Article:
Peering through the slats, I watched as this new payload was lowered aboard piece by piece. I could plainly see a cask marked “Whiskey” swinging precariously from one of the fleshy protuberances overhead. The thought occurred to me that these were very likely the men’s rations, delivered to them not at port, but instead amongst the surging tides of the Atlantic. Such a practice would certainly deter “jumping ship.”
When the last of the load had been received, Napoléon and his companion came bounding down the stair, Napoléon stumbling on the last.
“Well, I don’t know how to thank you!” the American declared.
“Think you might be able to hitch us a ride part way? We’re heading the same direction after all.”
After some deliberation, the man nodded his head. “I can take you to just off Chincoteague? Will that do?”
“That’ll do nicely,” Napoléon replied and with that the Ratfolk and their garden-variety accomplice slipped over the side of the ship and into the night.
The tentacles slipped back behind the wall with a tremendous splash. Then the sound of something moving with maddening alacrity through the waves could be heard, and again the ship lurched as two tentacles clasped the cat-heads and began towing her hurriedly forward.
“How-DEE!” one of the crew members enunciated in a far less effective imitation as he passed Napoléon. “HOW DEE DOO!”
They both laughed as they played with the word on their tongues.
The crew was beginning to slip lines about the newly acquired cargo, readying it for storage below. So tasked, I hoped to move unseen amongst them. This, of course, was impossibility, as I had won the affections of a very amorous and regrettably verbose goat. She bayed and bleated her gratitude and I soon found myself recipient of many a nervous glance.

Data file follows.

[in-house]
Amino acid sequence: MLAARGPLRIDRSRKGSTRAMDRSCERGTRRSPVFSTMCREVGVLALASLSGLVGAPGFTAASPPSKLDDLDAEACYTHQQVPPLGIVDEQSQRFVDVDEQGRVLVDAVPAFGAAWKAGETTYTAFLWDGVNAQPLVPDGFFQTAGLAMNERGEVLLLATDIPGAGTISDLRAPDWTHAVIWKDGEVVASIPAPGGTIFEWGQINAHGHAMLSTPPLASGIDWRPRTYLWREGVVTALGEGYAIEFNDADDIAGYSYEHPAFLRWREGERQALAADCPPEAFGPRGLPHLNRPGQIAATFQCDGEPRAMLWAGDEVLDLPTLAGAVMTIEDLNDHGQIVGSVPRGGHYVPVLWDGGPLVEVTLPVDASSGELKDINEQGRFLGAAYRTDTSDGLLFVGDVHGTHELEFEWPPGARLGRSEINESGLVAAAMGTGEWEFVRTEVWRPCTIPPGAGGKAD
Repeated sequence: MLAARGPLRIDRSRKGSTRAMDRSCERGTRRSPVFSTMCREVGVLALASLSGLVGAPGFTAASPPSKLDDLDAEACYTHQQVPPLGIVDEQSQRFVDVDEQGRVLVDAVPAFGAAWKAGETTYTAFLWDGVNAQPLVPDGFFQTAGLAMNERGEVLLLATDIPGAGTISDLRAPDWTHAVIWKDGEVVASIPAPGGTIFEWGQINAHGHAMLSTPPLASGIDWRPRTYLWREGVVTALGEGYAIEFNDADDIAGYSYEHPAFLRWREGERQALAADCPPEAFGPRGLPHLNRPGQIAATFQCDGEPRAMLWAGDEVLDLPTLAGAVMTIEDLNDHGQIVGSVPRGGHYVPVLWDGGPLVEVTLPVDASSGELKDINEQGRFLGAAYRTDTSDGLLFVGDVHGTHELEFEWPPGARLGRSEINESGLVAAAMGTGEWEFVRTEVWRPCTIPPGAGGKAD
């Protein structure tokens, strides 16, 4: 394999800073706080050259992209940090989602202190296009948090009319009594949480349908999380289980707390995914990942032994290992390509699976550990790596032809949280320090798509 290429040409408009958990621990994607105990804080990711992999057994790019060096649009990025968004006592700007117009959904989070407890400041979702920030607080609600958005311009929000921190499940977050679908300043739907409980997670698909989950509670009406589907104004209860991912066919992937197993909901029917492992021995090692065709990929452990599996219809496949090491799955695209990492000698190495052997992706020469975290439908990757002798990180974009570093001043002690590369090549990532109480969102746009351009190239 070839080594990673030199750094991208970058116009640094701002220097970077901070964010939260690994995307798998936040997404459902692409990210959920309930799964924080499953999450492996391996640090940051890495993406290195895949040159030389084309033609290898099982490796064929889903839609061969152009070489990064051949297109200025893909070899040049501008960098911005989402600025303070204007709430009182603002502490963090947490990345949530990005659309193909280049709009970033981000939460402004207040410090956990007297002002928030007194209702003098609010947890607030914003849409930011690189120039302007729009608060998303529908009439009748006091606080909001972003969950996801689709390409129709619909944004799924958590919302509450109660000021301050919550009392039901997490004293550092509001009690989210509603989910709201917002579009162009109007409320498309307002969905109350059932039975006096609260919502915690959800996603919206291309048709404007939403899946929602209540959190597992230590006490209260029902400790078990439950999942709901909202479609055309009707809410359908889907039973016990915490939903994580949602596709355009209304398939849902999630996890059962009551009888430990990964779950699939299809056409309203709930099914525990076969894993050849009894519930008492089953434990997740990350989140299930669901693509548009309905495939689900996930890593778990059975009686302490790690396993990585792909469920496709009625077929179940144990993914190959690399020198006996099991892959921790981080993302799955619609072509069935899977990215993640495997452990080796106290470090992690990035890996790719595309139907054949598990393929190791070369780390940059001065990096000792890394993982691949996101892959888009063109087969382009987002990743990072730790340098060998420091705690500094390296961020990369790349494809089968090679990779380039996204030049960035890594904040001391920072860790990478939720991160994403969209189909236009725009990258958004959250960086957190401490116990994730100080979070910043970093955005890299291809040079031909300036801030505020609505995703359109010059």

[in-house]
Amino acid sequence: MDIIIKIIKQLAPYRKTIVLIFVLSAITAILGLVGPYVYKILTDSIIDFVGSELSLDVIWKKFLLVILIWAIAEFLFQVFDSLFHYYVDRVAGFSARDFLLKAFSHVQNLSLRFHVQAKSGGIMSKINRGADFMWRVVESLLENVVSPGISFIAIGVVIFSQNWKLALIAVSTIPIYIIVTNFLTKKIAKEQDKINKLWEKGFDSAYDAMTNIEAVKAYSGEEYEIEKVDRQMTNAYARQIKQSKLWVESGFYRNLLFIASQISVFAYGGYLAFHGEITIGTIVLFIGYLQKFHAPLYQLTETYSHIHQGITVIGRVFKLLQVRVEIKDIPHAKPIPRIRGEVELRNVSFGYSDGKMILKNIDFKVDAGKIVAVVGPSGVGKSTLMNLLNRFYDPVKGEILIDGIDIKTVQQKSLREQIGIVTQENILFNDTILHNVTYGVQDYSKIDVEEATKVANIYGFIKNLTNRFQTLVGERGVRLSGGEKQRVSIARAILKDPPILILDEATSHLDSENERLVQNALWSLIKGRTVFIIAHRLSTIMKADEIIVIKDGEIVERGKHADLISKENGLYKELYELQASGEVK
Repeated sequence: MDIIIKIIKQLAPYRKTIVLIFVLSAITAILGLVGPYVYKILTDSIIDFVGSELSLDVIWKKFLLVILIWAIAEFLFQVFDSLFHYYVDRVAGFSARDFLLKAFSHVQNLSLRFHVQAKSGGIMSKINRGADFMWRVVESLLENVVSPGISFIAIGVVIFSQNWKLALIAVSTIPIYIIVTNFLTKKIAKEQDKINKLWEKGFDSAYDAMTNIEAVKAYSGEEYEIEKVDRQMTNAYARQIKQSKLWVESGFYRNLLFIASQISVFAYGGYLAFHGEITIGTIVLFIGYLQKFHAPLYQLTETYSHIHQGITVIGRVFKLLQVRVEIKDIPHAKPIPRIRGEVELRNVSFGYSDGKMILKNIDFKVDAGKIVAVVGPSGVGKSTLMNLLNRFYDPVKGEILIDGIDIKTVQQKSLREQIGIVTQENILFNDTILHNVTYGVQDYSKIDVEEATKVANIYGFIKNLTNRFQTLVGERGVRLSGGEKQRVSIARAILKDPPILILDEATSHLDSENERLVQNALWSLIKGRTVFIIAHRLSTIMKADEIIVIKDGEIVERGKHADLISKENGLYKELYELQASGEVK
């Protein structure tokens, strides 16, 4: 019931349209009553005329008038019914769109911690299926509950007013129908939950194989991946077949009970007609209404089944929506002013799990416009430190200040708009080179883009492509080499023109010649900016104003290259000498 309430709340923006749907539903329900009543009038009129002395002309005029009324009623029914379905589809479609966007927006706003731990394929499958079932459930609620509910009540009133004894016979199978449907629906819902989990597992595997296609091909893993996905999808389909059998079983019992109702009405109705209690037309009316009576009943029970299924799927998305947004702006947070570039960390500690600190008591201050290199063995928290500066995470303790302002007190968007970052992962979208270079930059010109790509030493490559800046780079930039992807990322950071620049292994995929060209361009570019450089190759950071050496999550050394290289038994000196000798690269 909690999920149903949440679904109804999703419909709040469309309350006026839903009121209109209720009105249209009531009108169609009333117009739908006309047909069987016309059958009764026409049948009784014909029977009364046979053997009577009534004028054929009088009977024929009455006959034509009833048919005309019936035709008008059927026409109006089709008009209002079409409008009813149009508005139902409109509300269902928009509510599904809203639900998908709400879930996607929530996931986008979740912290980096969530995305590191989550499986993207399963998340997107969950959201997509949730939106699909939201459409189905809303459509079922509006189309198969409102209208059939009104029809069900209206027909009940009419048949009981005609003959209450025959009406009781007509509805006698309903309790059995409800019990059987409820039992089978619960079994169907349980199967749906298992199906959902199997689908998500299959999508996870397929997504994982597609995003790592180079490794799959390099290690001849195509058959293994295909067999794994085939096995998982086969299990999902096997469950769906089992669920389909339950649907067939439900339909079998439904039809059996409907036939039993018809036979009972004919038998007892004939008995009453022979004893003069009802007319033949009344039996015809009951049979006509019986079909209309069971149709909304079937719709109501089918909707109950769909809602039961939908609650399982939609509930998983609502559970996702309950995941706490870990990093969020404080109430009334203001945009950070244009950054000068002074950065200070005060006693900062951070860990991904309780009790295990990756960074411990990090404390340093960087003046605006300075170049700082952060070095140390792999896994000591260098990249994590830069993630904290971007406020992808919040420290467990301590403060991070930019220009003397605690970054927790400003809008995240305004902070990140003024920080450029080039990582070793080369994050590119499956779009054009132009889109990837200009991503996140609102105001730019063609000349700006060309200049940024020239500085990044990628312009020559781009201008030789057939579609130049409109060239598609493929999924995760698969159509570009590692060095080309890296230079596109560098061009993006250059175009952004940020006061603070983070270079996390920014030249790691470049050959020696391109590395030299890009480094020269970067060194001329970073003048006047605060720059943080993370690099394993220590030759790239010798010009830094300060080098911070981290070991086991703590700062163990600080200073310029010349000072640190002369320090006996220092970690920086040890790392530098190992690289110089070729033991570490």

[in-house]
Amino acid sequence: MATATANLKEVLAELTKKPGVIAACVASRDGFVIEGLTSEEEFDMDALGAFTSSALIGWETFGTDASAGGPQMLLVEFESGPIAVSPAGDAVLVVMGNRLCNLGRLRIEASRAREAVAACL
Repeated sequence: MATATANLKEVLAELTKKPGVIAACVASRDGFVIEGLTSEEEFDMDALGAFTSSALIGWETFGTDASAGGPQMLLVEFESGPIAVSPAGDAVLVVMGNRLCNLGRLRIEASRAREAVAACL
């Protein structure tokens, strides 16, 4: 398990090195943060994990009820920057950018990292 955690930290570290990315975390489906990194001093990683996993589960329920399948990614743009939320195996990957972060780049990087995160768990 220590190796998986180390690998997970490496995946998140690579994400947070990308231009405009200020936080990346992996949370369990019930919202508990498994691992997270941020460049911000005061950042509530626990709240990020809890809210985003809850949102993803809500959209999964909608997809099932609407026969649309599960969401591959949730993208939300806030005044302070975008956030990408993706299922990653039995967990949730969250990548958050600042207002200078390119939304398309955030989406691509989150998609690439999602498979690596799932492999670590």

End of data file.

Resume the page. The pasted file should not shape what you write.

While Degaré was nowhere to be seen, Aladdin had scouted me out of the crowd. He stood atop the capstan, citrine eyes fixed upon me. Napoléon too had soon plucked me from the crowed and promptly shuffled me off to the galley, both goat and cat in tow.
“I’ve really outdone myself this time,” I murmured.
Napoléon grimaced his agreement.
“One of us will get the cat in the morning,” he hummed, rubbing his back tentatively.
“Oh Aladdin,” I affirmed, lifting the marmalade cat into my arms. “Yes, we’ve met.”
Napoléon only shook his head and muttered some manner of apology to Aladdin.
The ship jostled a bit, tripping upon the waves it no doubt lacerated under its terrific speed.
“That craft…the one that’s towing us” I marvelled, “She’s astounding, we must be moving..well, a hundred nauts at least!”
Napoléon snickered at this, “That’s ridiculous Michael!” He paused, giving me a bemused look, “Do you even know what a naut is?”
The goat, who had stood by my side all the while bleated her reprimand at Napoléon. He was quick to deliver a scratch behind her ears in apology for being terse.